Reporting a vulnerability? See the Vulnerability Reporting section
We understand that many users place a high level of trust in Vector to collect and ship mission-critical data. The security of Vector is a top priority. That's why we apply widely accepted best practices when it comes to security. This document will describe these practices and aims to be as transparent as possible on our security efforts.
- Project Structure
- Building & Releasing
- Vulnerability Reporting
Project structure plays an important role in security. It creates guardrails that prevent common security issues. This section will outline our deliberate structural decisions that impact security.
We believe transparency is a strong deterrent of nefarious behavior that could otherwise undermine security.
Vector and its dependencies are open-source. All code and changes are publicly available at our Github repo. While the transparent nature open source helps to improve security, so does the large collaborative community behind Vector.
Version control ensures that all code changes are audited and authentic.
Vector leverages the Git version-control system. This ensures all changes are audited and traceable.
Because of Vector's merge style, commits to release branches are signed by Github itself during the squash and merge process. Commits to development branches are encouraged to be signed but not required since changes must go through a review process.
Vector cuts releases from the
v* branches only. These branches
are protected. The exact requirements are:
- Cannot be deleted.
- Force pushes are not allowed.
- A linear history is required.
- Signed commits are required.
- Administrators are included in these checks.
Vector maintains this security policy. Changed are communicated to all Vector team members.
All Vector team members are required to enable two-factor authentication for their Github accounts.
Design & Architecture
The base of Vector's security lies in our choice of underlying technology and decisions around design and architecture.
The Rust programming language is memory and thread-safe; it will catch many common sources of vulnerabilities at compile time.
Vector does not allow the use of unsafe code except in circumstances where it is required, such as dealing with CFFI.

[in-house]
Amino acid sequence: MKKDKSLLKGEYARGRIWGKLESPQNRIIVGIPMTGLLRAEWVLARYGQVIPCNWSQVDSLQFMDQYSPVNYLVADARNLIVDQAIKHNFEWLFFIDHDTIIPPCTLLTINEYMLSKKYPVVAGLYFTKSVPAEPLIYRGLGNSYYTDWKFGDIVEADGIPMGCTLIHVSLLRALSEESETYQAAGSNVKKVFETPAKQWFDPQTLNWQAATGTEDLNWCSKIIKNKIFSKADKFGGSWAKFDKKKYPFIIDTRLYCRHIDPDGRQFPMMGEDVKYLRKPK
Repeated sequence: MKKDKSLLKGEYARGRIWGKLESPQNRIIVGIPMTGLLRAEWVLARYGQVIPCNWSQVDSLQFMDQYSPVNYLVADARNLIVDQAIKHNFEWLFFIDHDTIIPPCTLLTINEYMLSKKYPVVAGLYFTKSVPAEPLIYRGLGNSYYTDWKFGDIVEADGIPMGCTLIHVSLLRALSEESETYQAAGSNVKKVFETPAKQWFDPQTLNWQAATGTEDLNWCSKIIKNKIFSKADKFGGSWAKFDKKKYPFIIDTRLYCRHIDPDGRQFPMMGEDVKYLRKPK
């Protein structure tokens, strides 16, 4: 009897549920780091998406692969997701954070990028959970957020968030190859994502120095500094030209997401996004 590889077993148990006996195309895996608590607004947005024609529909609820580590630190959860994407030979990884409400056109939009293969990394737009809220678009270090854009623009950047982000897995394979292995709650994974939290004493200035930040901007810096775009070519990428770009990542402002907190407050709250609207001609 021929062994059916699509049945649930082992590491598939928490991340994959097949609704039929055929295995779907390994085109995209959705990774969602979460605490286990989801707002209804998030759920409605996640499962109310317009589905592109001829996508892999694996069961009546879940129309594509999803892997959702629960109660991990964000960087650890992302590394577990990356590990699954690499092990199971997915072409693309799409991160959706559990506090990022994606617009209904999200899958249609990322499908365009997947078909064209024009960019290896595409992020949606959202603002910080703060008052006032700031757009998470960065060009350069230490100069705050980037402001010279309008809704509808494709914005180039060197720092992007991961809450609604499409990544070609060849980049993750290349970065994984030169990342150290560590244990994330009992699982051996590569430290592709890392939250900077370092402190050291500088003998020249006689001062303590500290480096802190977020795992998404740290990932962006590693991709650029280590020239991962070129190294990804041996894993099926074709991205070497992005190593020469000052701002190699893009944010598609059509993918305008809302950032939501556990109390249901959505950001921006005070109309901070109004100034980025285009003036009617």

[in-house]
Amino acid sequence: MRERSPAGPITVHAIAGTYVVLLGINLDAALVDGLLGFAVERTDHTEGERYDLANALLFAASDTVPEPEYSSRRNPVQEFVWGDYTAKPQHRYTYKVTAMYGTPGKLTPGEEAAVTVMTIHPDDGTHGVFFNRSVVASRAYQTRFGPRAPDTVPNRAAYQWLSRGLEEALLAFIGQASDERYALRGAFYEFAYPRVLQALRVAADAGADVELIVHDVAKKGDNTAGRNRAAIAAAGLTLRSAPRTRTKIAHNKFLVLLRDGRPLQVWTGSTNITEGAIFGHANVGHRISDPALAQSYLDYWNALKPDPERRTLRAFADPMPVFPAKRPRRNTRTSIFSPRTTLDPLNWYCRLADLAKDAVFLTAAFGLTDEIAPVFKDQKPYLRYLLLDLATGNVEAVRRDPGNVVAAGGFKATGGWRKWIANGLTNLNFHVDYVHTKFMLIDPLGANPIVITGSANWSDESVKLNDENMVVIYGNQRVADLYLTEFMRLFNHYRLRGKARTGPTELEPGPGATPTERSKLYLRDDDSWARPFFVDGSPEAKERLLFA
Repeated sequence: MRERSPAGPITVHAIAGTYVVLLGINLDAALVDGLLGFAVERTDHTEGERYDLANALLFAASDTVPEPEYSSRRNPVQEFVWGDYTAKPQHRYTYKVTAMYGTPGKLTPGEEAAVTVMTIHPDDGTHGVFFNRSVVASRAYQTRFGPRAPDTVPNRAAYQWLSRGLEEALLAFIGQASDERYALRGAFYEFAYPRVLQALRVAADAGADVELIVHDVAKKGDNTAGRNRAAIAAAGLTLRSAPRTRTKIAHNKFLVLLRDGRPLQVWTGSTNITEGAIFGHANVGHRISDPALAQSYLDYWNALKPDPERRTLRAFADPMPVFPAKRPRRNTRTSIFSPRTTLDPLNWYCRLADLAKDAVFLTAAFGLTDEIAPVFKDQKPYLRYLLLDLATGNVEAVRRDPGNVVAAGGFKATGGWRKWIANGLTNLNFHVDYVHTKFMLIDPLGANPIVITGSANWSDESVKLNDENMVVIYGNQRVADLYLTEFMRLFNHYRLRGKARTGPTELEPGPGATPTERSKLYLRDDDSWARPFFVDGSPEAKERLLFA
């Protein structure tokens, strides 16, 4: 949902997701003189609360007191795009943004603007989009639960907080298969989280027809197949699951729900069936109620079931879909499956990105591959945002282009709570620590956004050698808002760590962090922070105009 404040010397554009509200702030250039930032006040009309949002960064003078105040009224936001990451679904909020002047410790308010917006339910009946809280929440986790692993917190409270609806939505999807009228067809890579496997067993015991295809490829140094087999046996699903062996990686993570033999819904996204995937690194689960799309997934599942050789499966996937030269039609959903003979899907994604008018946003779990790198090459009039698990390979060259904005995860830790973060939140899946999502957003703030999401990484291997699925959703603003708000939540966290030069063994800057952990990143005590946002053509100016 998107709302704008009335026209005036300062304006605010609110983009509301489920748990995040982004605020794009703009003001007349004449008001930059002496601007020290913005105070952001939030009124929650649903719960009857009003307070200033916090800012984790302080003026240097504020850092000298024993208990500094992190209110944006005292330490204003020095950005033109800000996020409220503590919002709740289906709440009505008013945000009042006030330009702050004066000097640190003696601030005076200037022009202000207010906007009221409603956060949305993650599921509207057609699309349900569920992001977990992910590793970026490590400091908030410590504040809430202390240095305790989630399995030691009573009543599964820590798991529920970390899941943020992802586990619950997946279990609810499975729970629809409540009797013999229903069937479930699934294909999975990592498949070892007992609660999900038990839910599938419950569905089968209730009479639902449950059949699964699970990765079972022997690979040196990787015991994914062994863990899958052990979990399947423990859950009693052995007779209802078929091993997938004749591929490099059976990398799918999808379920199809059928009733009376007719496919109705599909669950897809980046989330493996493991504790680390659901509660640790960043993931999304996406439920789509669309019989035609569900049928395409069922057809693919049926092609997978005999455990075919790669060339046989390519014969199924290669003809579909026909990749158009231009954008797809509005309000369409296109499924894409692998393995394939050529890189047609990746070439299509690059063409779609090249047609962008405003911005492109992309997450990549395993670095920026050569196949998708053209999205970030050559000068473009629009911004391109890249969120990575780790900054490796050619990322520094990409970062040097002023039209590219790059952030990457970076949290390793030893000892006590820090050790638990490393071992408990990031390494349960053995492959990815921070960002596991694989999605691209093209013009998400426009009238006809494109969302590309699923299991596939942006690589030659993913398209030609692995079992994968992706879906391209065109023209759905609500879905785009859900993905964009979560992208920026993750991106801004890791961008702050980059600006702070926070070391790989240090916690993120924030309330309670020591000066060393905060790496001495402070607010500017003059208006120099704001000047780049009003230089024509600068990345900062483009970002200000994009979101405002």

Vector is always designed to run under non-
root privileges, and our
documentation always defaults to non-
Vector aims to reduce the number of dependencies it relies on. If a dependency is added it goes through a comprehensive review process that is detailed in the Reviewing guide.
As noted above Vector uses the Git version control system on Github.
All changes to Vector must go through a pull request review process.
Reviews & Approvals
All pull requests must be reviewed by at least one Vector team member. The review process takes into account many factors, all of which are detailed in our Reviewing guide. In exceptional circumstances, this approval can be retroactive.
Vector requires pull requests to pass all automated checks. Once passed, the pull request must be squashed and merged. This creates a clean linear history with a Vector team member's co-sign.
When possible, we'll create automated checks to enforce security policies.
Vector implements automated fuzz testing to probe our code for other sources of potential vulnerabilities.
Building & Releasing
Vector takes care to secure the build and release process to prevent unintended modifications.
All network traffic is secured via TLS and SSH. This includes checking out Vector's code from the relevant protected branch, Docker image retrieval, and publishment of Vector's release artifacts.
All builds run in an isolated sandbox that is destroyed after each use.
Asset Audit Logging
Changes to Vector's assets are logged through S3's audit logging feature.
Asset Signatures & Checksums
All assets are signed with checksums allowing users to verify asset authenticity upon download. This verifies that assets have not been modified at rest.
We deeply appreciate any effort to discover and disclose security vulnerabilities responsibly.
If you would like to report a vulnerability or have any security concerns with Vector, please e-mail firstname.lastname@example.org.
For non-critical matters, we prefer users open an issue. For us to best investigate your request, please include any of the following when reporting:
- Proof of concept
- Any tools, including versions used
- Any relevant output
We take all disclosures very seriously and will do our best to rapidly respond and verify the vulnerability before taking the necessary steps to fix it. After our initial reply to your disclosure, which should be directly after receiving it, we will periodically update you with the status of the fix.